- Page 1 AMD Radeon RX 470 Review
- Page 2 Performance, Benchmarks and Verdict Review
AMD Radeon RX 470 – Performance and Benchmarks
How we test: I tested the Radeon RX 470 in our in-house test rig. It represents a fairly typical gaming PC and consists of the following components:
- Motherboard: Asus Z170-Deluxe
- Processor: Intel Core i5-6600K (not overclocked)
- RAM: Corsair Vengeance 2,666MHz, 16GB DDR4
- Cooler: Corsair H60 liquid cooler
- PSU: Corsair CX750M
- SSD: Samsung 850 EVO
- OS: Windows 10 Pro 64-bit
This only takes into account Full HD gameplay. The RX 470 is capable of 1440p as well, but since Trusted’s tests focus on games running on maximum graphics settings, I’m focusing on Full HD only.
Note: One of the key points of comparison is the RX 480. My benchmark figures for that card are based on the 8GB model. Third-party tests point to the cheaper 4GB card performing a couple of percentage points slower, at most, than the 8GB version.
One final point to remember: The GTX 1060 benchmarks here are from the Founders Edition card, which is effectively a reference design with slightly lower clock speeds than the GTX 1060s on sale now from third-party card manufacturers.
Now let’s get to those numbers…
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Dirt Rally is the least challenging title Trusted runs benchmarks on. The biggest challenges here are fast-moving textures and some particle effects.
Dirt Rally is the RX 470’s bread and butter, and unsurprisingly it performed extremely well here, scoring an average frame rate of 82.9fps. This is a great GPU for racing games and other less challenging titles.
For comparison, the RX 480 was just 7% faster.
Middle-earth: Shadow of Mordor
Warner Bros’ third-person adventure title is a tough one on graphics cards, with the short benchmark including lots of particle effects, explosions and lighting challenges.
The RX 470 was once again extremely capable here, managing a fantastic 79.5fps, making it very playable. Here it was just 5% slower than the RX 470.
Because it performed so well, we also tested it at 1440p resolution at the same Ultra settings and achieved another very playable result of 57.2fps.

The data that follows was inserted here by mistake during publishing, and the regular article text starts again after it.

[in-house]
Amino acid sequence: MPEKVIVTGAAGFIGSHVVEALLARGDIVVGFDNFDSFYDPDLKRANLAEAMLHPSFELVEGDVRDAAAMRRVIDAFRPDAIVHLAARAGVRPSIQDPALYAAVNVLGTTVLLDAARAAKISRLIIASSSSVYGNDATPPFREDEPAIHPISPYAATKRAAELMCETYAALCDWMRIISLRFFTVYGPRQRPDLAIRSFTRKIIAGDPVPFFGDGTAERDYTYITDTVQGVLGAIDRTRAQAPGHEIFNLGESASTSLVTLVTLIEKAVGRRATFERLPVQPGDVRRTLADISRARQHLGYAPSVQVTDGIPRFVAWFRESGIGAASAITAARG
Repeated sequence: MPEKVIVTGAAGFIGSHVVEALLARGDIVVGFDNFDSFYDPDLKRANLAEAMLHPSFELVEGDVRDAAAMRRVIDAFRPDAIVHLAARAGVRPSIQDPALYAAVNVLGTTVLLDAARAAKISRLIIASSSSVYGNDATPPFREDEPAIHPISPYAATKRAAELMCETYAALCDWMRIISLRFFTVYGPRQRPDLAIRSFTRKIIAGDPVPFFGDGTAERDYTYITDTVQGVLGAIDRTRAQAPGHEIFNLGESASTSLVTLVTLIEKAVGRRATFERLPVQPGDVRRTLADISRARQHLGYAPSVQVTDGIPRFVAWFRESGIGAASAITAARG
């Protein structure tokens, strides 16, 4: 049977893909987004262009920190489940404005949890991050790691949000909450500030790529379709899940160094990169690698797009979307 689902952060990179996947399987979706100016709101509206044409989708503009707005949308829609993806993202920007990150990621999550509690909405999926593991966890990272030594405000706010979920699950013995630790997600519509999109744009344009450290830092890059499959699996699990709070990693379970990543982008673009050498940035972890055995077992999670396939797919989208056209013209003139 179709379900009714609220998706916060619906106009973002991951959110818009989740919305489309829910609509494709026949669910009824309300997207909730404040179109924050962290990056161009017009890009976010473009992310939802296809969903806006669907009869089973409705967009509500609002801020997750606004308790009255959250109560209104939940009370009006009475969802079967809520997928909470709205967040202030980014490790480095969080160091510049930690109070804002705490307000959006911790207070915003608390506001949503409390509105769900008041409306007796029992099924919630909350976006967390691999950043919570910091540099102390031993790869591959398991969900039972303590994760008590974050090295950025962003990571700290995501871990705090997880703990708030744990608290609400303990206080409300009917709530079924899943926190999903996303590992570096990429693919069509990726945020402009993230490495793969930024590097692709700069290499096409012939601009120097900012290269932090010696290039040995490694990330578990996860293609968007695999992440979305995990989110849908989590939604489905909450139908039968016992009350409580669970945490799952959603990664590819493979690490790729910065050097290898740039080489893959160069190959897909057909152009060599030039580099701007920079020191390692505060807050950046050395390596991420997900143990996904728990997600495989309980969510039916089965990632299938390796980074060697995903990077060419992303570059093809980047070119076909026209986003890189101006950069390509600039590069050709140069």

GTA V is one of our more challenging benchmarks, with high-speed textures, loads of objects and plenty of physics calculations as well. The benchmark is run at a combination of High and Very High settings and 4x anti-aliasing.
The RX 470 managed 59.4fps, just off the hallowed 60fps I always look for. It’s an excellent result in a challenging game. That result puts it around 13% slower than the RX 480. The extra horsepower of the RX 480 is in evidence here.
Episodic stealth game Hitman is tough, but it was built with AMD in mind, so performance here is an indicator of the best the RX 470 is capable of. At Ultra settings the RX 470 managed 67.1fps, just 4% slower than the RX 480.
Rise of the Tomb Raider
Rise of the Tomb Raider presents GPUs with a series of fairly challenging tasks, including lighting and particle effects.
The RX 470 managed 57.7fps, its second-slowest result behind GTA V, but still very fast and stable in what can be a difficult title. I also had a go at 1440p, and at Ultra settings it managed an average of 39.1fps. With a bit of tweaking you could easily get this up to beyond 45fps for some fairly smooth 1440p gameplay.
Fire Strike Ultra
3DMark’s Fire Strike Ultra is an incredibly difficult and unforgiving benchmark that forces a graphics card to render some challenging visuals at a 4K resolution. It doesn’t represent any game in particular, but the overall score it creates is fairly representative of overall performance.
Here, the RX 470 is 299 points off the RX 480, equating to 11%. This is a slightly greater performance delta than in all of the games I benchmarked, and points to the incredible strain Fire Strike Ultra puts on both memory and GPU. It was here I also recorded a peak temperature reading of 66ºC, making the RX 470 the coolest card we’ve tested this year. This isn’t a great surprise, though, since it has that dual-fan cooling system on board, whereas the rest had single-fan solutions.
The RX 470 isn’t hugely different to the RX 480 in terms of power consumption, either. Taken during the Hitman benchmark, our test system reached a peak power draw of 236W, compared to the 249W of the RX 480 under the same circumstances. This is likely due to the overclocking settings applied by PowerColour; the base thermal design power (TDP) of the RX 470 should be 120W, 30W less than the RX 480.
Should I buy the AMD Radeon RX 470?
At the time of writing, buying an RX 470 for £189 or £199 isn’t a bad idea, but its price is just slightly lower than a 4GB RX 480. While the performance delta is small, if your budget will stretch a tiny amount more, the RX 480 is a better buy for the longer term. Whether that continues to be the case in the next few months is unknown, but as this is a review written in the here and now, I currently can’t see any compelling reason why you should buy an RX 470 over a 4GB RX 480.
The big caveat here is whether AMD actually continues to sell the 4GB RX 480. There are far fewer 4GB RX 480s on the market at the moment, and considering it’s been two months since its launch, this makes things tricky. If the situation changes, I will update the review.
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An excellent card for Full HD gaming, but wacky pricing at the time of review makes it a hard sell.